Fredric Jameson, in The Political Unconscious, opposes the view that literary creation can take place in isolation from its political context. He asserts the priority of the political interpretation of literary texts, claiming it to be at the center of all reading and understanding, not just a supplement or auxiliary to other methods current today.
Jameson supports his thesis by looking closely at the nature of interpretation. Our understanding, he says, is colored by the concepts and categories that we inherit from our culture's interpretive tradition and that we use to comprehend what we read. How then can the literature of other ages be understood by readers from a present that is culturally so different from the past? Marxism lies at the foundation of Jameson's answer, because it conceives of history as a single collective narrative that links past and present; Marxist literary criticism reveals the unity of that uninterrupted narrative.
Jameson applies his interpretive theory to nineteenth- and twentieth-century texts, including the works of Balzac, Gissing, and Conrad. Throughout, he considers other interpretive approaches to the works he discusses, assessing the importance and limitations of methods as different as Lacanian psychoanalysis, semiotics, dialectical analysis, and allegorical readings. The book as a whole raises directly issues that have been only implicit in Jameson's earlier work, namely the relationship between dialectics and structuralism, and the tension between the German and the French aesthetic traditions.
The Political Unconscious is a masterly introduction to both the method and the practice of Marxist criticism. Defining a mode of criticism and applying it successfully to individual works, it bridges the gap between theoretical speculation and textual analysis.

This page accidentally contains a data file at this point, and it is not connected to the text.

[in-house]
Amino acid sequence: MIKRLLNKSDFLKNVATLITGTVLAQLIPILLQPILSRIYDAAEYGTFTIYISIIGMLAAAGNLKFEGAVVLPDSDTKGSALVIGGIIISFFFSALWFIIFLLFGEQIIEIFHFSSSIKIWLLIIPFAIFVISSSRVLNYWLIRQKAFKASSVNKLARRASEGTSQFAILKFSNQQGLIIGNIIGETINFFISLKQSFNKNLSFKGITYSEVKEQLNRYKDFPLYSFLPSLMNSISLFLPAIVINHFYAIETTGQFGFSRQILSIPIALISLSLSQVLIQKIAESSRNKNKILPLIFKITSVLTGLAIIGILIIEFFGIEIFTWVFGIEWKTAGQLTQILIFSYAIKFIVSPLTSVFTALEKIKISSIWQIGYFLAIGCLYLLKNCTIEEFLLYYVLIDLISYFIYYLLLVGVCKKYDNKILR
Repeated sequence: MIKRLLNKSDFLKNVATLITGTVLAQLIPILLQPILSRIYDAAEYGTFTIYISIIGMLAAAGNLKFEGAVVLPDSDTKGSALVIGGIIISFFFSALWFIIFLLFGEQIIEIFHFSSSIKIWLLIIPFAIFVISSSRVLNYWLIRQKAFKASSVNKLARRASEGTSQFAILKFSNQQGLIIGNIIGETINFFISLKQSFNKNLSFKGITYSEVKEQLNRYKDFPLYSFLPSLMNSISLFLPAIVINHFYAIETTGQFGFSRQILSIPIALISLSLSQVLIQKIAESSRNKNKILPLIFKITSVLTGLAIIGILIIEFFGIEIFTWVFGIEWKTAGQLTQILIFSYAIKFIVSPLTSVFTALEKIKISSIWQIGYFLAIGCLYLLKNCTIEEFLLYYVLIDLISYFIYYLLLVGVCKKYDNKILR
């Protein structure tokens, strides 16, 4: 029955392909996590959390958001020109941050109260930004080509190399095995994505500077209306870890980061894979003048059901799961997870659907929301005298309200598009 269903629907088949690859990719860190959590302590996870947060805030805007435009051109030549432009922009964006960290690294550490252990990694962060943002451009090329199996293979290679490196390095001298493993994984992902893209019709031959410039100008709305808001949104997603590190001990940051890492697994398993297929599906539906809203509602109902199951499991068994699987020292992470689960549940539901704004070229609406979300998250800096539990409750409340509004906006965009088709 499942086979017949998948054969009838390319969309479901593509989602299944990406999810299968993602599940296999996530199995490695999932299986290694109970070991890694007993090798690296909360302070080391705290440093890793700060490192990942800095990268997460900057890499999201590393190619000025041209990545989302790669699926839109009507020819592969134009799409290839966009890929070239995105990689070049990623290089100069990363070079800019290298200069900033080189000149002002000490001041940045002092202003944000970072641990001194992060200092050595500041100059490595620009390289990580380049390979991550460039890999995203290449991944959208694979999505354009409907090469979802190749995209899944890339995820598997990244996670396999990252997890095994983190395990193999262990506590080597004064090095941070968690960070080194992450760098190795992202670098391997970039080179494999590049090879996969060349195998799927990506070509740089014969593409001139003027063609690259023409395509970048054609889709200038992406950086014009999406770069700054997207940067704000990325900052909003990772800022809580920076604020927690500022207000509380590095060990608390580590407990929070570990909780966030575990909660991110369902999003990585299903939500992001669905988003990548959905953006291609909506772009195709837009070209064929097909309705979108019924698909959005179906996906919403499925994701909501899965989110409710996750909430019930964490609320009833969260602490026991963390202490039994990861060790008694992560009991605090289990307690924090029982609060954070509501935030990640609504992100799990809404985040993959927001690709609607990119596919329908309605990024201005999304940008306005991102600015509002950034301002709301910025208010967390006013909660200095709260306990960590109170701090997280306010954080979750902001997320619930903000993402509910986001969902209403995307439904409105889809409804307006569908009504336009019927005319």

Reviews and Endorsements:
"A major work of critical theory…[The Political Unconscious] integrates and refines a vast body of theoretical work, demonstrating a superb mastery of the field of contemporary criticism. The result…is a compelling, forceful argument in favor of the primacy of Marxism over contending strategies of interpretation."—Nineteenth-Century Fiction
"Monumental…Its learning and range of references are exceeded only be the imperial embrace of its complex argument, whose elaboration never imposes a sacrifice of clarity. …Indispensable for all university and college libraries."—Choice
"The Political Unconscious is a major work, and it should be read by historians, social scientists, and philosophers, as well as by literary scholars."—Hayden White, University of California, Santa Cruz
1. On Interpretation: Literature as a Socially Symbolic Act
2. Magical Narratives: On the Dialectical Use of Genre Criticism
3. Realism and Desire: Balzac and the Problem of the Subject
4. Authentic Ressentiment: Generic Discontinuities and Ideologemes in the "Experimental" Novels of George Gissing
5. Romance and Reification: Plot Construction and Ideological Closure in Joseph Conrad
6. Conclusion: The Dialectic of Utopia and Ideology